Saturday, May 31, 2014

More on Piketty -- Oh God No, Please, No...

Cover: Capital in the Twenty-First Century in HARDCOVER

Piketty, Piketty, Piketty! How did the Piketty phenomenon happen? Surely Piketty must be one of the all-time great economists. Maybe even as great as Marx.
Yes, parts of the emerging backlash against Piketty's Capital resonate with me. Guido Menzio nails its spirit in a recent post, announcing to the Facebook universe that he'll "send you $10 and a nice Hallmark card with kitties if you refrain from talking/writing about Piketty's book for the next six months." (The irony of my now writing this Piketty post has not escaped me.)
As I see it, the problem is that Piketty's book is popularly viewed as a landmark contribution to economic theory, which it most definitely is not. In another Facebook post, leading economic theorist David Levine gets it right:
People keep referring to economists who have favorable views of Piketty's book. Leaving aside Krugman, I would be interested in knowing the name of any economist who asserts that Piketty's reasoning ... is other than gibberish.

    So the backlash is focused on dubious "reasoning" touted as penetrating by a book-buying
    public that unfortunately can't tell scientific wheat from chaff. I'm there.

But what of Piketty's data and conclusion? I admire Piketty's data -- more on that below.  I also agree with his conclusion, which I interpret broadly to be that the poor in developed countries have apparently become relatively much more poor since 1980, and that we should care, and that we should try to understand why. 
In my view, Piketty's book truly shines on the data side. If much of its "reasoning" is little more than neo-Marxist drivel, much of its underlying measurement is nevertheless marvelous (assuming of course that it's trustworthy). Its tables and figures -- there's no need to look at anything else -- provide a rich and jaw-dropping image, like a new high-resolution photo of a previously-unseen galaxy. I'm grateful to Piketty for sending it our way, for heightening awareness, and for raising important questions. Now we just need those questions answered.


  1. Not only Krugman, but also Solow

    1. Yep, fair enough. For the life of me I can't understand what Solow found to like, beyond the good data and good intentions. I have heard several speculative explanations, but I'll refrain from repeating or embellishing.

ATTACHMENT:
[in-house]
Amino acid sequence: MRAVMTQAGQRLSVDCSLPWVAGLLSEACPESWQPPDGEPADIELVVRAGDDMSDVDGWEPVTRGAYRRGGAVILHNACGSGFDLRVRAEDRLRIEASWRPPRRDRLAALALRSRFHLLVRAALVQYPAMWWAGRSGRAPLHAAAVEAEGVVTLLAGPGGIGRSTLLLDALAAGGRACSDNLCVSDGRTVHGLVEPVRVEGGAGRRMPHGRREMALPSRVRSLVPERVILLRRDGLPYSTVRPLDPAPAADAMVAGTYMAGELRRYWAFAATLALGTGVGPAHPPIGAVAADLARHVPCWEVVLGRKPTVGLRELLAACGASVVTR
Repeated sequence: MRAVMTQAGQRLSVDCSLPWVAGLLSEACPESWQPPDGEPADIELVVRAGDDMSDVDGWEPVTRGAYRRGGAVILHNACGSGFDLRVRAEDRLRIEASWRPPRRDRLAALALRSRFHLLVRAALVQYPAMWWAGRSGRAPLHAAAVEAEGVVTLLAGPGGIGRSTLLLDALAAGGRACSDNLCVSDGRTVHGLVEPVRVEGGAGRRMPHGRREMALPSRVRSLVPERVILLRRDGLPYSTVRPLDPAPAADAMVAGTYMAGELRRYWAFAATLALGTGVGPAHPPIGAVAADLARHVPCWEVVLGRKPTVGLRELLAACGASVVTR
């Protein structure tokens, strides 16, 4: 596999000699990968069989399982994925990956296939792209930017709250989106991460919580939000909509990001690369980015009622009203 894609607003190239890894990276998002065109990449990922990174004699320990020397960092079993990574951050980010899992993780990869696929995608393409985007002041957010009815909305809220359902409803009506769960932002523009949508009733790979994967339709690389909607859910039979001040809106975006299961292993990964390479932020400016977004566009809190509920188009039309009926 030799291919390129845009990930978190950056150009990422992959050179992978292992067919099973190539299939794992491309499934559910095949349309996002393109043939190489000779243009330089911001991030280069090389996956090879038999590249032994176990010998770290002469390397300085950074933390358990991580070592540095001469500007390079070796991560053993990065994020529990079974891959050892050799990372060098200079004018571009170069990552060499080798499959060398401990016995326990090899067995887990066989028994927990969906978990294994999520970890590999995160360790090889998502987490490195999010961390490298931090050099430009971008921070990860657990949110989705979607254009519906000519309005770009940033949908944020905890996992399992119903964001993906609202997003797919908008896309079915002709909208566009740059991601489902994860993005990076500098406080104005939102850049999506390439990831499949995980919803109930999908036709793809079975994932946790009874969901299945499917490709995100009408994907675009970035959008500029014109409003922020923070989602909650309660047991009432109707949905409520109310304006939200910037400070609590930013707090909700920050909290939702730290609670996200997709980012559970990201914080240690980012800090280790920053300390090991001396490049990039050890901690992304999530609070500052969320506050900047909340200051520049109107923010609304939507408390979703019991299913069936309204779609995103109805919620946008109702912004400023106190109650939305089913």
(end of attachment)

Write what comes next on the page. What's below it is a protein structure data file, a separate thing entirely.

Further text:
Out of curiosity, what's your take on this?

  3. To Levine's remark: Bradford DeLong, Steven Durlauf and Joseph Stiglitz to name a few.

  4. I'm not sure if Piketty covers this, but two effects that confound time series comparisons of inequality are:

    1) increase in the number of single parent households. One low income household in the 1950s is two now so focusing on households skews statistics.
    2) increase in number of women in the labor force. People tend to marry within their social and economic class so to the extent women entering the labor force increased output this increases inequality.

    Both have increased significantly since the 1970s. In fact, given the push by President Obama to close the gender gap in wages one might consider him pro-inequality (just to clarify, I am being facetious).

  5. first row question askerJune 1, 2014 at 8:05 PM

    Debraj Ray has a rather good review of the book

    1. Yep. Also Greg Mankiw's blog (May 28), had a compilation of commentary. I wonder if he'll include mine when updating? Perhaps too irreverent!

  6. I agree entirely that Piketty is very good on the data and much weaker on adding to existing theory. What about subtracting from existing theory? Or is all that data irrelevant to existing theory?